I knew I was a feminist before I knew there was a name for it.
Perhaps it was because as long as I can remember I had two parents who told me that I could do anything that I set my mind to and worked hard at – never once bringing my gender into the conversation.
Perhaps it was because I grew up surrounded by strong women who modeled for me that using your voice was a good thing, not a bad thing.
Perhaps it was because I had four sisters, and with no brothers in the picture there was no delineation between a girl’s role vs. boy’s role in the house. We did everything – and therefore learned that we could do anything.
Perhaps it is because I was born at a time in our country’s history when we had examples of women being able to make a choice – and it was hard for me to imagine an alternative.
All of these things are true, but I also cannot remember a time when the principles of equality and equity were not something embedded in my being. From a very young age – I noticed when someone was being mistreated. I noticed when something did not seem fair. I noticed when there was an injustice.
So, when I was given the word feminist – it was a sense of relief that I finally had a word that so succinctly encapsulated my feelings and beliefs. There was no moment in time where I contemplated whether or not I wanted to be identified as one, but an instinctual knowing that I was one.
Feminism helped me build a framework around how I wanted to live my life. It made me want to learn everything I could about the women who came before me and the women who had been forgotten in that fight. It instilled in me a confidence to live the life I wanted to live, while also working to make sure everyone had the same opportunity to do the same.
Yet in that learning, it also made me acutely aware that there were people who saw this word as dirty, unnecessary, and wrong. People who actively fought against it. How could anyone argue against the political, economic, and social equality of the sexes?
Oh, but they did. Oh, but they do.
In entered the anger, rage, and doubt. In entered the understanding that not everyone saw inequities as injustices. In entered the knowing that there were many who would not meet the label of feminist with the same open heart and mind.
Before starting Chapter Be I did some writing for another website – not much, just ten pieces. One of those ten pieces was on feminism, and it was the ONLY piece out of the ten that received any comments. All negative. It was not a popular website – you would have to really be looking to find the articles. It became clear that these commenters were trolls. People who were specifically looking for anything written about feminism on the Internet, so that they could argue against it and start fights online.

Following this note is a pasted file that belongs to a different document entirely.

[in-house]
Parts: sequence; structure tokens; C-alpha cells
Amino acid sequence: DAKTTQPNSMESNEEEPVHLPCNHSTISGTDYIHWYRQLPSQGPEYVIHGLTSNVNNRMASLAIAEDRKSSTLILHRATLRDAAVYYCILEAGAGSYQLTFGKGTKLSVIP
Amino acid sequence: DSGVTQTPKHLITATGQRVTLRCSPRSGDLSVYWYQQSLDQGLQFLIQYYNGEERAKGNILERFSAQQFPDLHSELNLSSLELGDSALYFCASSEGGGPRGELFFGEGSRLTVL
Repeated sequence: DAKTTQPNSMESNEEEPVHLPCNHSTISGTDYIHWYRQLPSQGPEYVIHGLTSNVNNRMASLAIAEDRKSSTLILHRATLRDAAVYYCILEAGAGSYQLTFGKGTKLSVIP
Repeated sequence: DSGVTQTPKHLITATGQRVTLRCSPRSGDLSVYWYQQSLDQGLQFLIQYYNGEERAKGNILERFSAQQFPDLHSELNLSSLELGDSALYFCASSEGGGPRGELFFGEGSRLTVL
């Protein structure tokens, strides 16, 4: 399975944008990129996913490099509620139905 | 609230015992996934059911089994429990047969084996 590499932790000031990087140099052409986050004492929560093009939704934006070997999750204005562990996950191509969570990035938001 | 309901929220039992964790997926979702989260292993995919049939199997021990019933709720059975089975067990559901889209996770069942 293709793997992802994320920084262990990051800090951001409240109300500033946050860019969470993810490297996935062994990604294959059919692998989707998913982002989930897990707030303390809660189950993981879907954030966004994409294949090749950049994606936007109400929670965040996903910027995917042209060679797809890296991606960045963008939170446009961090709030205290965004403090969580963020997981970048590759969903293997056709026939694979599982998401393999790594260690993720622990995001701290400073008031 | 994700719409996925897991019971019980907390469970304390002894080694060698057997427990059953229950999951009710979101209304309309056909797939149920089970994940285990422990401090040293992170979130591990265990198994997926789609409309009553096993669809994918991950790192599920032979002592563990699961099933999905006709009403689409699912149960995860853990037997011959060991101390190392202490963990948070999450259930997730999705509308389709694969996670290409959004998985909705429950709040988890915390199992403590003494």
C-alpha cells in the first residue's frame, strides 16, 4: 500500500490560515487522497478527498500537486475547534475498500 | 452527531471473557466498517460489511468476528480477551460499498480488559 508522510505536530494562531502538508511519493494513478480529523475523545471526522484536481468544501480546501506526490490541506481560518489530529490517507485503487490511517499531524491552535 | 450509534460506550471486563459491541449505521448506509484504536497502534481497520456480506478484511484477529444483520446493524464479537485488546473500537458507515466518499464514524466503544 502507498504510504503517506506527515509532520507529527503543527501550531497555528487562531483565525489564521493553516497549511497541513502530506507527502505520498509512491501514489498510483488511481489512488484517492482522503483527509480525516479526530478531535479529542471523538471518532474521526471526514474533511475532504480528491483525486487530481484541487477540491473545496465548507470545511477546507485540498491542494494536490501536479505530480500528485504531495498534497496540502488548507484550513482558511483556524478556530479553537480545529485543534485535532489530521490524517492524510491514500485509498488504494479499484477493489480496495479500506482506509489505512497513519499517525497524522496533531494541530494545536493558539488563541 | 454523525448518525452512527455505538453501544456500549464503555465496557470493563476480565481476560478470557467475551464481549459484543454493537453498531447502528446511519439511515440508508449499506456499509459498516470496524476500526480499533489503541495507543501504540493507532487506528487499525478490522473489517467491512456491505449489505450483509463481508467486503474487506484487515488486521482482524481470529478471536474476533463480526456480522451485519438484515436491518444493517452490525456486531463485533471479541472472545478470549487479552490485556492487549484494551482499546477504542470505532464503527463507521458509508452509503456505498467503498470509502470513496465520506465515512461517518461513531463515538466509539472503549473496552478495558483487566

I knew when I started Chapter Be that I wanted it to be a place of positivity and community. So, I decided not to write about anything that might be deemed as too political or controversial. But over the last year, holding back on writing about things that are important to me, felt like I was not being entirely honest or true to my being.
So, I slowly started to bring in aspects of feminism – and low-and-behold on an Instagram image where I posted a picture of me wearing a shirt that said “Feminist,” I received a comment from a complete stranger that said, “KYS.” I had to look up what “KYS” meant, as I was clueless to the fact that it stood for “kill yourself.” Confirming that the trolls are alive and well.
For eight years we had a president who was a feminist. A president who openly embraced the word and self-identified as one. A president who worked hard to not only talk about it, but create policies to ensure that women were moving toward equality in this country. A president who respected his wife as an equal and modeled for his daughters, and a nation, what it looks like to do so. A president who often used the pronoun “she” in his speeches, where many would have defaulted to “he.” A president who was strong and intelligent, but also not afraid to publicly show his emotions with the shedding of tears when that is what his heart felt. A president who made me feel that I was seen, and I was heard.
If I can thank the incoming president for anything, it is that this time around I refuse to let the trolls stop me. The 2016 election reignited my feminist flame, and reminded me that complacency and fear have no place in this fight. It was the slap in the face that I needed to remind me that women have yet to achieve political, economic, and social equality in this country. President Obama was a beacon of light and hope, but the fight within us cannot die.
We need feminism now more then ever. We need to support all women in this fight – not just the women that look like us. We need to lift one another up and listen to each other’s lived experiences – because we have to understand our past in order to not repeat it. We need each other – because we cannot do it alone. Sisterhood is powerful.
I’m committed in 2017 and beyond to keep fighting for the political, economic, and social equality of the sexes, because without equality we cannot be our true selves. Join me, will you? Be a Feminist.
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